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Chronic, recurrent neutrophilic dermatosis: A case report

  • Author(s): Vij, Alok
  • Modi, Gunjan M
  • Suwattee, Pitiporn
  • Cockerell, Clay J
  • Hsu, Sylvia
  • et al.
Main Content

Chronic, recurrent neutrophilic dermatosis: A case report
Alok Vij MD1, Gunjan M Modi MD1, Pitiporn Suwattee MD2, Clay J Cockerell MD2, Sylvia Hsu MD1
Dermatology Online Journal 16 (10): 1

1. Department of Dermatology, Baylor College of Medicine, Houston, Texas
2. Department of Dermatology, University of Texas Southwestern Medical Center, Dallas, Texas


Abstract

Sweet syndrome is a reactive neutrophilic dermatosis that develops in response to various systemic illnesses. The cutaneous manifestations include an acute eruption of painful, edematous papules, plaques, pustules, or vesicles associated with fever and other constitutional symptoms. Although the etiology cannot always be determined, Sweet syndrome most commonly arises in reaction to systemic illnesses, such as infections, inflammatory bowel disease, medications, and malignancies. We report a case of chronic, recurrent Sweet syndrome lasting over 15 years in a patient with no identifiable underlying illness.



Case presentation

A 43-year-old male with no significant past medical history presented to his local dermatologist in 1995 with a painful, enlarging papule on his left ankle after sustaining a laceration to the area in a boating accident. Three courses of oral antibiotics failed to slow progression of the lesion. During antibiotic therapy, new papules and plaques arose over the patient’s lower body. A course of oral prednisone was then prescribed. The lesions improved over the course of 1 year with continued prednisone therapy. The patient had two episodes of diverticulitis necessitating left hemicolectomy, during which time his prednisone was stopped. Within days of discontinuing prednisone, however, the patient noted a recurrence of painful, edematous, indurated papules and plaques over both lower extremities. Subsequent biopsy showed a neutrophilic infiltration of the upper dermis without evidence of leukocytoclastic vasculitis or infection.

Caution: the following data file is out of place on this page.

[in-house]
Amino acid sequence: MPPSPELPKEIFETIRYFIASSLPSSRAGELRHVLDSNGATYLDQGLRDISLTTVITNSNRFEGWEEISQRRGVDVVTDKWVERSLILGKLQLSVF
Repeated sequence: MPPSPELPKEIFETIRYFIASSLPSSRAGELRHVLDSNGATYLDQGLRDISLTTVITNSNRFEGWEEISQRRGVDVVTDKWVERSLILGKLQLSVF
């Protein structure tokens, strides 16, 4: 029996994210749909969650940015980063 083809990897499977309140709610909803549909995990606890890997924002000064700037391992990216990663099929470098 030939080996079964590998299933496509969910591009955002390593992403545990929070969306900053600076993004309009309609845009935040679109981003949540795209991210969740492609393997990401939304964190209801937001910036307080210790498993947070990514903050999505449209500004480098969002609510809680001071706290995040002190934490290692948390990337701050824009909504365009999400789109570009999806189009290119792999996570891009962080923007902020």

Over the course of the following 14 years, the patient continued to have frequent, often severe recurrences of similar painful, erythematous, indurated papules, plaques, and vesicles. Maintenance therapy with dapsone and infliximab failed to control his disease. Only high daily doses of oral steroids or sulfasalazine adequately controlled the patient’s symptoms. Despite maintenance dosing, the patient still experiences mild recurrences of his disease. Several subsequent biopsies of the plaques also showed neutrophilic infiltrates in the dermis without vasculitis.


Figure 1Figure 2
Figure 1. Erythematous plaque of confluent vesicles on the patient’s proximal lower extremity

Figure 2. Erythematous confluent vesicles on the distal left lower extremity

Figure 3
Figure 3. Histopathology of lower extremity plaque showing papillary dermal edema and a dense, diffuse dermal infiltrate of primarily neutrophils (H&E, x200)

The patient was referred to our clinic for alternative therapeutic options after laboratory work-up revealed elevated liver function tests secondary to sulfasalazine. When the patient’s sulfasalazine therapy was stopped, a diffuse eruption of papules, nodules, plaques, and pseudo-vesicles erupted within a few days over his legs (Figures 1 and 2), chest, and abdomen. Two 4 mm punch biopsies of two of the lesions were obtained, which showed neutrophilic infiltrates in the dermis consistent with Sweet syndrome.

The patient’s medical history is otherwise not significant for any systemic diseases, including endocrinopathy, malignancy, inflammatory, or autoimmune disorders.


Histopathology

Routine H&E staining reveals a dense neutrophilic infiltrate without evidence of leukocytoclastic vasculitis (Figure 3).


Laboratory analysis

Laboratory studies were within normal limits, including complete blood count, liver function tests, and all rheumatologic studies including evaluation for paraproteinemia.


Discussion

Since its first description as an acute, febrile, neutrophilic dermatosis, [1] the understanding of Sweet syndrome has evolved greatly. It is now thought to encompass a wide spectrum of disease presentations with many associated etiologies. The onset can be acute with abrupt resolution of cutaneous symptoms upon treatment [2, 3] or the disease can have a chronic, recurrent course [4].

In addition to the skin, aseptic neutrophilic infiltration of organs other than the skin has been described in association with cutaneous lesions. Affected organs include the lungs [5, 6], eye [7], and central nervous system [8] in addition to the skin.